Welcome to Superoceras, a blog about science and natural history, slightly biased towards paleontology and zoology, but inclusive of all sciences. Started in October of 2009, my goal is to communicate scientific knowledge (and the occasional piece of nonsense) in an informative and entertaining manner. Feel free to contact me with questions, comments, concerns, or criticism at superoceras(at)gmail(dot)com, and follow me on Twitter @Superoceras for all that and more in 140 characters or less!

Thursday, June 30, 2011

Time "Outdoors"

Readers who frequent this blog may have noticed that, since March, things have slowed down quite a bit around here.  At work, I've been required to spend less time at my desk (a great place to blog when I can), and more time moving about.  I've been taking courses, which takes up quite a bit of time as well.  But as the weather has gotten warmer, the majority of my free time has been spent outdoors.  This has been the first spring and summer that I've been in my new home after the previous occupants moved out last year, which means I've had a lot of yard work to catch up on.  Getting rid of invasive species, trying to get as many native plants on my property as possible, and keeping my garden take up the majority of my post-work daylight hours.  Quite a bit of energy goes into this, which is both good and bad.  Good because I love working outside, and I'm excited for my home grown foods and the wildlife that native plantscaping will bring to my yard.  Bad because when the sun goes down, I usually do as well.  Blogging, unfortunately, has not been as large of a priority as sleeping, so it has gone by the wayside.

Monday, June 13, 2011

"The Fighting Pair"

Allosaurus fragilis and Stegosaurus stenops face off at the Denver Museum of  Science and Nature.  Photo by Luke Jones, from Wikimedia Commons.
Good news, everyone! I woke this morning to discover that, once and for all, scenes like the one shown above are proven by science! That's right, good old fashioned science, where someone digs up fossils, doesn't publish research on them (someone feel free to correct me if I'm wrong about that bit), and sells them to the highest bidder. Thanks to the diligent work of Heritage Auctions, we now know that Allosaurus and Stegosaurus existed together at the same time.  Huzzah!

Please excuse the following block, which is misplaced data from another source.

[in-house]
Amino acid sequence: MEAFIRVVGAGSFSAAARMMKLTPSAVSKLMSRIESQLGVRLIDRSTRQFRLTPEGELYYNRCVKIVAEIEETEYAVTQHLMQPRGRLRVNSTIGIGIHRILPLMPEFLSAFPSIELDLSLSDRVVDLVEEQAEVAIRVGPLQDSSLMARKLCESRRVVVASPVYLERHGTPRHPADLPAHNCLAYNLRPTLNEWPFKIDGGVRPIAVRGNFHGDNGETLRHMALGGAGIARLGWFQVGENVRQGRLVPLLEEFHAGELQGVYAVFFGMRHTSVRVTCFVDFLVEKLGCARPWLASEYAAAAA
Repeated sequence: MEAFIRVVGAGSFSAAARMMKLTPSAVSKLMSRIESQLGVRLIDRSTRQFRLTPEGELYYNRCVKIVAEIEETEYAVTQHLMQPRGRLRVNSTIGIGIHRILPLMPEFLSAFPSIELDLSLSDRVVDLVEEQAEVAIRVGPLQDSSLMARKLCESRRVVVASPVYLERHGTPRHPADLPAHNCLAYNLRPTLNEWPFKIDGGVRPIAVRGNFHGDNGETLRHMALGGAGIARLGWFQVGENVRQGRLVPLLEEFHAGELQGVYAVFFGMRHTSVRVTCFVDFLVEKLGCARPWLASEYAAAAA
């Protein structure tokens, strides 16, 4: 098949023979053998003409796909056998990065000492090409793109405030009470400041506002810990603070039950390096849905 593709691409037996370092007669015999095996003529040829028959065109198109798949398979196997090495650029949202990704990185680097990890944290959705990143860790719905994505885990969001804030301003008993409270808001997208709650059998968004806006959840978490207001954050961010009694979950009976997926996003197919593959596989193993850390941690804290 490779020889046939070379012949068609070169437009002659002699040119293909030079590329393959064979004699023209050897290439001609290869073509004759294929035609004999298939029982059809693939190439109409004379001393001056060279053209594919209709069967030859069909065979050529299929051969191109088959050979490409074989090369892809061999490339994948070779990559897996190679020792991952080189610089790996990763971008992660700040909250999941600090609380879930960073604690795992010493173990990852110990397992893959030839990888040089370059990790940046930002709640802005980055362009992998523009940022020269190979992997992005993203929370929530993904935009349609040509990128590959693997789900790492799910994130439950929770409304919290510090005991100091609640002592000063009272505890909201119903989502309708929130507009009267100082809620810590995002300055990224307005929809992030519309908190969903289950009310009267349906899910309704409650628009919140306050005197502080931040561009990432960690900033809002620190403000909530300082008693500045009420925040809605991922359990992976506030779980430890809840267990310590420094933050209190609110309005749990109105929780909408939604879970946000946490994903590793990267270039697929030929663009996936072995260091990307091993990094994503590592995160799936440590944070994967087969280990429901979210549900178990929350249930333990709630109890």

Wednesday, June 01, 2011

A quick, but important, post.

The Xingu River is a tributary of the Amazon River located in the northeastern Brazilian state of Pará.

It is currently home to fourteen tribes of indigenous peoples that live along its borders.  They get most, if not all of the things they need for survival from the river and the surrounding forest.

The area is home to countless terrestrial and aquatic species, some of which can be found no where else on earth.

The Brazilian government wants to build a dam there. This will result in the diverting of 80% of the rivers waters, the flooding of 400 km2 of forest, and the displacement of indigenous tribes and an additional 20,000 people from the surrounding municipalities.

If this bothers you, please, take the time to have a look at the Amazon Watch website dedicated to informing the global public about the issue, and stopping the construction of the Belo Monte Dam. And if you're so inclined, perhaps you'd like to sign a petition urging the Brazilian government to abandon the project, and instead, search for a more sustainable energy solution.